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QUESTION: Does aromatherapy (treatment with aromatic plant extracts known as essential oils) have an effect on clinical outcomes in patients with various conditions?
Clinical trials that were published in any language up to June 1999 were identified by searching Medline, EMBASE/Excerpta Medica, British Nursing Index, CISCOM, and AMED using the terms alternative medicine, massage, essential oils, and aromatherapy; and by contacting experts.
Randomised controlled trials of the use of aromatherapy in human patients were included. Studies of the local effects of aromatherapy (eg, antiseptic effects of tea tree oil) and pre-clinical studies of healthy volunteers were excluded.
Data were extracted on the condition under investigation, sample characteristics, type of intervention and placebo, outcomes, and results. Methodological quality of studies was assessed using the Jadad scale (randomisation, blinding, and accounting for dropouts).
12 studies were identified. 6 trials evaluated the effects of aromatherapy massage on anxiety or wellbeing in patients with cancer, patients who had cardiac surgery, and patients in an intensive care unit. All interventions were given by nurses in hospital settings. Jadad scores for methodological quality ranged from 0–2 out of 5, with a rating of 5 indicating the highest quality. Study results could not be pooled because of study heterogeneity. 5 of the studies reported that patients who received aromatherapy massage had small reductions in anxiety or improvements in wellbeing immediately after the intervention: foot massage with plain oil plus orange blossom oil; massage with oil plus aroma; massage plus lavender oil; and full body massage with bland oil plus chamomile oil (2 studies). 1 study of massage with almond oil plus English lavender oil compared with spike lavender oil found no group differences for anxiety.
The remaining 6 trials each dealt with the effects of a unique intervention on a specific condition. 5 of the trials found a benefit of aromatherapy over placebo or control: inhalation of a vaporised aromatic mixture to improve pulmonary function in the common cold; oral aromatic liquid to prevent relapse of bronchitis; dummy cigarettes with black pepper smell or menthol smell for smoking withdrawal symptoms; inhalation of steam plus aroma for anxiety; and scalp massage of carrier oils plus essential oils for alopecia areata. 1 study found no difference for bath water with natural or synthetic lavender oil and placebo for perineal discomfort after childbirth.
Aromatherapy massage has a small, transient effect on reduction of anxiety immediately after administration. Individual studies suggest possible benefits of inhaled or oral aromatherapy for various conditions.
This systematic review by Cooke and Ernst is particularly timely as aromatherapy, and particularly aromatherapy massage, are increasingly used by nurses working in areas such as cancer and palliative care. The review will be of interest to clinicians involved in these and other areas of health care where complementary treatment services are being considered. This is one of the first rigorous evaluations of the evidence surrounding the use of aromatherapy.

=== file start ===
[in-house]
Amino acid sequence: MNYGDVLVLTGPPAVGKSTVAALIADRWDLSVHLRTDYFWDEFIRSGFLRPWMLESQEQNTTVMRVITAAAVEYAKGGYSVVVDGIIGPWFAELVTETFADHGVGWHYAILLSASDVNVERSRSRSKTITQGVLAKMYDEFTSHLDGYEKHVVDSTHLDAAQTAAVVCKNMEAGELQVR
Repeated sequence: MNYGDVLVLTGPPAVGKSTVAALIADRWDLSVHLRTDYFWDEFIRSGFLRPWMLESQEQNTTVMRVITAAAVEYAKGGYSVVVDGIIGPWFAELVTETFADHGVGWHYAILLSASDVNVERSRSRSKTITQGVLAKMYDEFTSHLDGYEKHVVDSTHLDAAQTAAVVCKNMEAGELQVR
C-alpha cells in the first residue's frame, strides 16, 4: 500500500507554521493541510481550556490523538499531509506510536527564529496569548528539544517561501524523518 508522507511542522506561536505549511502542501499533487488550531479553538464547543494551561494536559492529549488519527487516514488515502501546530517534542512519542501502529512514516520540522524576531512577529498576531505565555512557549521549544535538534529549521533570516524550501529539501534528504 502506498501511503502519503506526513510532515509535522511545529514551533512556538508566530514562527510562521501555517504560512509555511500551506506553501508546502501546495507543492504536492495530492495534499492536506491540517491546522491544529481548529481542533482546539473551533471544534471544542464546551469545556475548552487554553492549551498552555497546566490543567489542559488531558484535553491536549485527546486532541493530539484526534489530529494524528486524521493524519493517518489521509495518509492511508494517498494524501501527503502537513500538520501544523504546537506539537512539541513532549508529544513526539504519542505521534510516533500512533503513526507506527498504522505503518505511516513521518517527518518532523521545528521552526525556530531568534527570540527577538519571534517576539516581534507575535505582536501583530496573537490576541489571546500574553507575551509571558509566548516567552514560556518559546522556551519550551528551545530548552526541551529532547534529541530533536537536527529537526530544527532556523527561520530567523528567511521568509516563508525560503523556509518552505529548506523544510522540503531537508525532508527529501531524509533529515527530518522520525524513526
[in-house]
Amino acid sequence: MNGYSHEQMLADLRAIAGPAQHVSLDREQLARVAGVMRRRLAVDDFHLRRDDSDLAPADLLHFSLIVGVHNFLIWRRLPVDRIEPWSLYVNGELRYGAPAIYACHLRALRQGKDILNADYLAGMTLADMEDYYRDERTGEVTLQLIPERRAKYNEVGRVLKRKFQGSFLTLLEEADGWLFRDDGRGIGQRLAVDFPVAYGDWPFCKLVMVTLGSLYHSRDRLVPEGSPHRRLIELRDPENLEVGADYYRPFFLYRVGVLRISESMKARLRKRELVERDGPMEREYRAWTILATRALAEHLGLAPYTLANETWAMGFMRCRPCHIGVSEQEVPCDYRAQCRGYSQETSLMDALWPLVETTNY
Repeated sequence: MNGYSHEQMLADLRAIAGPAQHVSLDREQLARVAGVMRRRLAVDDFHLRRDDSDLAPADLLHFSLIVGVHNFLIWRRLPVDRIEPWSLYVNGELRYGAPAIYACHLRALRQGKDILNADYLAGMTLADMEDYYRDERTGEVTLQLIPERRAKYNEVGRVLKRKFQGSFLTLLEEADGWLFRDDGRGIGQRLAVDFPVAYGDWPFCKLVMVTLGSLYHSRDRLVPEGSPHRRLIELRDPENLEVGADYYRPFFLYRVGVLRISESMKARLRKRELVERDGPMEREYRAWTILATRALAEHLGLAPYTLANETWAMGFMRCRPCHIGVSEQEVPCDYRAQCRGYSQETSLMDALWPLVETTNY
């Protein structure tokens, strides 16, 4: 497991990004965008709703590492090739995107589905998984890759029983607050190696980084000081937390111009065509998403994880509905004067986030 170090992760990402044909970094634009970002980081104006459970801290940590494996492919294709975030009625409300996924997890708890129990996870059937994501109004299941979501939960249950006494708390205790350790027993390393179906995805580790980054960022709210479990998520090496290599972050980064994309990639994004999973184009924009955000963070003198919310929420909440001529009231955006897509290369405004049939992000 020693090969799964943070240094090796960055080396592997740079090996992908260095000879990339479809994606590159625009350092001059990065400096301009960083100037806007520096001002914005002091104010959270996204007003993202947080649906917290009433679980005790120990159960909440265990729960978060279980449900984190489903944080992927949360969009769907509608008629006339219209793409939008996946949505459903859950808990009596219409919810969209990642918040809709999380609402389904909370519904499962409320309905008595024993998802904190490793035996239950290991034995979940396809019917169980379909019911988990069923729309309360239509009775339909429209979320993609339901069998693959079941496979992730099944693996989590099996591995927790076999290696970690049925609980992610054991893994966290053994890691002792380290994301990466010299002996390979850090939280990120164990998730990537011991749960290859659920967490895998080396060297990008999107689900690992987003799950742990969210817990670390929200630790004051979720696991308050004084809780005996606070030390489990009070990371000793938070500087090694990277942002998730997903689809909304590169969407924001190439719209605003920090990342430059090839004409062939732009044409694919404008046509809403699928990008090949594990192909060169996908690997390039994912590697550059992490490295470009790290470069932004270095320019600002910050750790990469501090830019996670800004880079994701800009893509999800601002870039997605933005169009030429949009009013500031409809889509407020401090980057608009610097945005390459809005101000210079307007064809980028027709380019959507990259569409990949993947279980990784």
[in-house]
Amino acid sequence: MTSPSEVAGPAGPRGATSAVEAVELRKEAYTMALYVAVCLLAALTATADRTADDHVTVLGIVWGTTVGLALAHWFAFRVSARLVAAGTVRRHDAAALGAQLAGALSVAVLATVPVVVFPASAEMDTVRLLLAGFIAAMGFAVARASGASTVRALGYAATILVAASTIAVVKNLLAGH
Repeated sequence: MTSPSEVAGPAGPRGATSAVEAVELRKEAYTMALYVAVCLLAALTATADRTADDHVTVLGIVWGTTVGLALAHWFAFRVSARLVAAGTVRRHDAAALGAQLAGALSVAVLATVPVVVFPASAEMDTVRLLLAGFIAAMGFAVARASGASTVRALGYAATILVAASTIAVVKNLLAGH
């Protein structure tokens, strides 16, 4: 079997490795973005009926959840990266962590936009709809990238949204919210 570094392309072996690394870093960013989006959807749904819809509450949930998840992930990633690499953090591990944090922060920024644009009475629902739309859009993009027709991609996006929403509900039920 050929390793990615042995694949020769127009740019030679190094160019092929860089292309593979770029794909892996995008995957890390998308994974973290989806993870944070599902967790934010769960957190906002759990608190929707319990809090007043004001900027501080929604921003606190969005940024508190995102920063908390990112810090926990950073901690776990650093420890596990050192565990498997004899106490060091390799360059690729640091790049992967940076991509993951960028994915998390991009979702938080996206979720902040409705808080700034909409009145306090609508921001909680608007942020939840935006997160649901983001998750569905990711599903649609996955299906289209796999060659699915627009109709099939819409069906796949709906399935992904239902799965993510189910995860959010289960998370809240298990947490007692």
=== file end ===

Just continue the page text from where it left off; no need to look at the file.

The authors suffered the fate of many systematic reviewers in that they found only a few trials, which were of variable quality and involved small numbers of patients. Their searching and inclusion criteria are presented clearly, as are details of the studies identified and included. Of the 12 trials identified, they chose to concentrate on the 6 trials of aromatherapy massage; the remaining 6 studies were unique comparisons of different aromatherapy interventions.
The authors clearly report the methodological quality of the trials, which allows the reader to judge the results of each study included. It was not possible to use meta-analytic techniques to combine the individual studies to obtain an overall estimate of effect because the studies were heterogeneous and used different outcome measures.
The conclusion drawn is that aromatherapy massage reduces anxiety to some extent. The authors state that the anxiety reduction associated with aromatherapy massage is transient, but they do not report the data which describe the duration of effect. Furthermore, uncertainty exists as to the most appropriate outcome measures for complementary treatment evaluation.1
Cooke and Ernst's discussion raises some important issues about the use of aromatherapy massage within the UK National Health Service and elsewhere. The key question is whether, in the absence of good evidence of more than transient effects, we can regard aromatherapy massage as a healthcare intervention that should be funded accordingly, or as something pleasant and relaxing that may be delivered by informal carers or paid for as a separate service by patients or charities.
Source of funding: no external funding.
For correspondence: Professor E Ernst, Department of Complementary Medicine, School of Postgraduate Medicine and Health Sciences, University of Exeter, 25 Victoria Park Road, Exeter EX2 4NT, UK. Fax +44 (0)1392 424989.